Mark Twain, a Biography — Volume III, Part 2: 1907-1910 eBook

Albert Bigelow Paine
This eBook from the Gutenberg Project consists of approximately 349 pages of information about Mark Twain, a Biography — Volume III, Part 2.
at the piano and played softly the Wedding March from “Taunhauser.”  Jean Clemens was the only bridesmaid, and she was stately and classically beautiful, with a proud dignity in her office.  Jervis Langdon, the bride’s cousin and childhood playmate, acted as best man, and Clemens, of course, gave the bride away.  By request he wore his scarlet Oxford gown over his snowy flannels, and was splendid beyond words.  I do not write of the appearance of the bride and groom, for brides and grooms are always handsome and always happy, and certainly these were no exception.  It was all so soon over, the feasting ended, and the principals whirling away into the future.  I have a picture in my mind of them seated together in the automobile, with Richard Watson Gilder standing on the step for a last good-by, and before them a wide expanse of autumn foliage and distant hills.  I remember Gilder’s voice saying, when the car was on the turn, and they were waving back to us: 

“Over the hills and far away,
Beyond the utmost purple rim,
Beyond the night, beyond the day,
Through all the world she followed him.”

The matter of the wedding had been kept from the newspapers until the eve of the wedding, when the Associated Press had been notified.  A representative was there; but Clemens had characteristically interviewed himself on the subject, and it was only necessary to hand the reporter a typewritten copy.  Replying to the question (put to himself), “Are you pleased with the marriage?” he answered:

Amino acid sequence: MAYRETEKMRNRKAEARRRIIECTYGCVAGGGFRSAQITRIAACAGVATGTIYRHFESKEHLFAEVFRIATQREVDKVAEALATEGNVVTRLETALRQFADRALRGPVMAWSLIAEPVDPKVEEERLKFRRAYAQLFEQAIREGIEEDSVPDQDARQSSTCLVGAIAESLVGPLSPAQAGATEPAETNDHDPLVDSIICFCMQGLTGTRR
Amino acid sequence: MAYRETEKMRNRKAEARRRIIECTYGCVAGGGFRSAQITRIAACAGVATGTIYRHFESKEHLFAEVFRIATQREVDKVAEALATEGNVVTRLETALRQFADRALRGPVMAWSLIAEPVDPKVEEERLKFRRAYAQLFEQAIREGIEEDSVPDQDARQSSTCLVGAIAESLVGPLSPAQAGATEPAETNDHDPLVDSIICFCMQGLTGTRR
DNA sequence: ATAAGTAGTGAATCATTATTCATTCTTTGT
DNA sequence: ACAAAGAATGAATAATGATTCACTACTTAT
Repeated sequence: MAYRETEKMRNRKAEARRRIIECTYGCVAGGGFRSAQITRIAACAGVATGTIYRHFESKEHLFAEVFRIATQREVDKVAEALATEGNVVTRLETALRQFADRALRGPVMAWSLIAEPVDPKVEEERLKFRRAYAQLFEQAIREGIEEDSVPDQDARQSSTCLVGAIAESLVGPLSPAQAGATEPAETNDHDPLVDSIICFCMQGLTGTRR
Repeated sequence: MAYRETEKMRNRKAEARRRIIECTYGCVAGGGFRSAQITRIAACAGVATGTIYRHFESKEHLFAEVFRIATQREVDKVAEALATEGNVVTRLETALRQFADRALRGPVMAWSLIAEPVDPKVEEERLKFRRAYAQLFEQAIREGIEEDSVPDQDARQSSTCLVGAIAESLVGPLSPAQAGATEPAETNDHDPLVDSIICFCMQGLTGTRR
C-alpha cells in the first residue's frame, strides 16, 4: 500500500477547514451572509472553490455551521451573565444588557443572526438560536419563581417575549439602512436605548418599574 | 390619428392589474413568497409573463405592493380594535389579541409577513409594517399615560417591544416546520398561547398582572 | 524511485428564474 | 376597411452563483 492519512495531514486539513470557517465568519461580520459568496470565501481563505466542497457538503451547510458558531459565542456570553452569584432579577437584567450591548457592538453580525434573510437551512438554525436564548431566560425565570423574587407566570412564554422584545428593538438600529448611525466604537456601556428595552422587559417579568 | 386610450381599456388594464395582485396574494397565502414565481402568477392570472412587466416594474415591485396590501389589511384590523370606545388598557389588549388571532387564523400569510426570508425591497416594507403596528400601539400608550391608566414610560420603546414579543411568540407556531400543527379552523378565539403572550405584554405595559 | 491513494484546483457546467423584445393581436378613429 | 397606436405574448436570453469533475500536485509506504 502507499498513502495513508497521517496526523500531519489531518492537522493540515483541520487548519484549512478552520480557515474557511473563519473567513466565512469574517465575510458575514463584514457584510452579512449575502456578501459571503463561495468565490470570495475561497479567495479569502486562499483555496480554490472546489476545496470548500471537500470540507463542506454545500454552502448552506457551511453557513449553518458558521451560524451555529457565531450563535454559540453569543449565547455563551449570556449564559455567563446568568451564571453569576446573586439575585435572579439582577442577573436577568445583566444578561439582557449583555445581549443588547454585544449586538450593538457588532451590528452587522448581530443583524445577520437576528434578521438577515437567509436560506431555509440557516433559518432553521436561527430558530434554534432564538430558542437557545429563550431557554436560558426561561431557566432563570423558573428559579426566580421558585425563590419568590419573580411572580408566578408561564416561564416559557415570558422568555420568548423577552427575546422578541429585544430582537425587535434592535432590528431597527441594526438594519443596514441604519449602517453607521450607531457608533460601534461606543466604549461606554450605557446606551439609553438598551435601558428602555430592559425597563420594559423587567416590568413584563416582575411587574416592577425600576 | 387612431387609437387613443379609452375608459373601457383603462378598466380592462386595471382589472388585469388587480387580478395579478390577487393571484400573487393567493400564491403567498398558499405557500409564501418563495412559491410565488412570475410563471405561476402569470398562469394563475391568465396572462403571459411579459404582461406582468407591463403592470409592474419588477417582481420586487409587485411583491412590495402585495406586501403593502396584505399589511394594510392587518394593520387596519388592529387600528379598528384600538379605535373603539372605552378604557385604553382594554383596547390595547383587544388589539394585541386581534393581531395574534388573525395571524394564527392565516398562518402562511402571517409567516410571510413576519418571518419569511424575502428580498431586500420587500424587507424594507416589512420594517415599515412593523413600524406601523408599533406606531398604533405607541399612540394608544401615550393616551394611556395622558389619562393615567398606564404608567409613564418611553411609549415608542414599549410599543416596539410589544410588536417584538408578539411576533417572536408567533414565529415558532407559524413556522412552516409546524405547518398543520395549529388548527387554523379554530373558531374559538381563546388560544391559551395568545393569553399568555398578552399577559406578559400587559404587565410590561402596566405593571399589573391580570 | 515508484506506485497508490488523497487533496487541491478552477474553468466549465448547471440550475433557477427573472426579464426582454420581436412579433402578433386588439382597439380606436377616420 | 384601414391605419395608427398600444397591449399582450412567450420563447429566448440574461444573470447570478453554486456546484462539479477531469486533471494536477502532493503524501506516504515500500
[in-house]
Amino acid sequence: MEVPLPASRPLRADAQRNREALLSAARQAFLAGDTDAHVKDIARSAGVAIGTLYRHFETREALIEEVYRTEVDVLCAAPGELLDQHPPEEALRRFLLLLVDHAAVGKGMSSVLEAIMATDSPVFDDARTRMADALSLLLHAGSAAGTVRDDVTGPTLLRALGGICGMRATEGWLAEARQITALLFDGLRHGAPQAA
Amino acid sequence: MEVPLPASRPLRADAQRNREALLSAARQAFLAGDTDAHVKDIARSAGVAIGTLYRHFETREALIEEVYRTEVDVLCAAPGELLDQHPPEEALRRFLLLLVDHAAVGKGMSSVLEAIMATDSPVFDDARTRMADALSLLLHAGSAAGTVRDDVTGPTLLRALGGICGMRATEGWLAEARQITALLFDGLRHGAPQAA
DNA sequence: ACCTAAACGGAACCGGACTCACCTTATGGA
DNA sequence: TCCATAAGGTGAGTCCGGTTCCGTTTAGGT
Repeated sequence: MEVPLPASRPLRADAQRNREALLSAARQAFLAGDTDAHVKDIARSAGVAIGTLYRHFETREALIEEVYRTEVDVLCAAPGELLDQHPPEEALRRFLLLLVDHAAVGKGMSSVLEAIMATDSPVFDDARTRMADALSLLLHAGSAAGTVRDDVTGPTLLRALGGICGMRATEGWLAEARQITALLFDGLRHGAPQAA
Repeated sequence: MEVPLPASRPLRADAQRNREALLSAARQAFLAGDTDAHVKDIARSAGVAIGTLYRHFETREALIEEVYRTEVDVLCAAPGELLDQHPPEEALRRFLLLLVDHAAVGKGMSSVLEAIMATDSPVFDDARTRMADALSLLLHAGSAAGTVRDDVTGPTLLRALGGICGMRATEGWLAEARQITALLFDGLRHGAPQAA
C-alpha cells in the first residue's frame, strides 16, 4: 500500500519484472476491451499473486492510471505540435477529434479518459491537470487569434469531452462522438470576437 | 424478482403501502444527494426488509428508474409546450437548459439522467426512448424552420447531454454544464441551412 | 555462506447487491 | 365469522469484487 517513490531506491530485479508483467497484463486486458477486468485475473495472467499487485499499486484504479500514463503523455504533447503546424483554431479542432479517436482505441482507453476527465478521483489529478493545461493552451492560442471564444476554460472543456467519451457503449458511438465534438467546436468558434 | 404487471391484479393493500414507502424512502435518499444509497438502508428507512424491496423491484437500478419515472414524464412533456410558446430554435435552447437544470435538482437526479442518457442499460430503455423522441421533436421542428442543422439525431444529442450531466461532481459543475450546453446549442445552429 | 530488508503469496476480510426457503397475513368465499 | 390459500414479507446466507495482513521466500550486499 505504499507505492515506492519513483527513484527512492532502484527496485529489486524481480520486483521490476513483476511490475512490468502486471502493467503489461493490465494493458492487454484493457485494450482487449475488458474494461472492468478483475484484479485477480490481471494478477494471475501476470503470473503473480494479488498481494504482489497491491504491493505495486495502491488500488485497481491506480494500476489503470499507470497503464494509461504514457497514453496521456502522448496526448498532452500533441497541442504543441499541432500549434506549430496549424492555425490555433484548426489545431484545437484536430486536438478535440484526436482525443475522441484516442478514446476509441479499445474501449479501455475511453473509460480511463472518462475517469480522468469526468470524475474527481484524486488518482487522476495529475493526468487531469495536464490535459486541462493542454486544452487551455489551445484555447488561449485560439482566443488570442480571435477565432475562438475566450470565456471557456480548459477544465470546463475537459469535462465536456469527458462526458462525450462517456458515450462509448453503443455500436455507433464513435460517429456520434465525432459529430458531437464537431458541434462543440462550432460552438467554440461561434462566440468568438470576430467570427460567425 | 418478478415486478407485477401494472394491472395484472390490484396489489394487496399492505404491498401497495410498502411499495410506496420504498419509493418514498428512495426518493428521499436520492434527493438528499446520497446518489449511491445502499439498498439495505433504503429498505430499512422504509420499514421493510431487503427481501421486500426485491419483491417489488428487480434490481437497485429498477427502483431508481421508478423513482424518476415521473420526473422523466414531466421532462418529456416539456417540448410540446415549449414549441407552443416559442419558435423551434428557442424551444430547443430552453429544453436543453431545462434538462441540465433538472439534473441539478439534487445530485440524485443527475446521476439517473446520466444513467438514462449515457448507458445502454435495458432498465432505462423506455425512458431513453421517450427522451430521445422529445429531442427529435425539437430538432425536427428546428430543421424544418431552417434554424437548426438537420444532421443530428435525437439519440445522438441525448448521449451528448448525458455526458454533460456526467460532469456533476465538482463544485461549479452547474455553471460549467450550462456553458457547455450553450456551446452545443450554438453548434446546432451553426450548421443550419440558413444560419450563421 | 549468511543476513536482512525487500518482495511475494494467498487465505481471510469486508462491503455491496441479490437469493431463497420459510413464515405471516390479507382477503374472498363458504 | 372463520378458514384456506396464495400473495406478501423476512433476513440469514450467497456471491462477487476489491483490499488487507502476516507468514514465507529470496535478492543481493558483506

Yes, fully as much as any marriage could please me or any other father.  There are two or three solemn things in life and a happy marriage is one of them, for the terrors of life are all to come.  I am glad of this marriage, and Mrs. Clemens would be glad, for she always had a warm affection for Gabrilowitsch.

There was another wedding at Stormfield on the following afternoon—­an imitation wedding.  Little Joy came up with me, and wished she could stand in just the spot where she had seen the bride stand, and she expressed a wish that she could get married like that.  Clemens said: 

“Frankness is a jewel; only the young can afford it.”

Then he happened to remember a ridiculous boy-doll—­a white-haired creature with red coat and green trousers, a souvenir imitation of himself from one of the Rogerses’ Christmas trees.  He knew where it was, and he got it out.  Then he said: 

“Now, Joy, we will have another wedding.  This is Mr. Colonel Williams, and you are to become his wedded wife.”

So Joy stood up very gravely and Clemens performed the ceremony, and I gave the bride away, and Joy to him became Mrs. Colonel Williams thereafter, and entered happily into her new estate.



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Mark Twain, a Biography — Volume III, Part 2: 1907-1910 from Project Gutenberg. Public domain.
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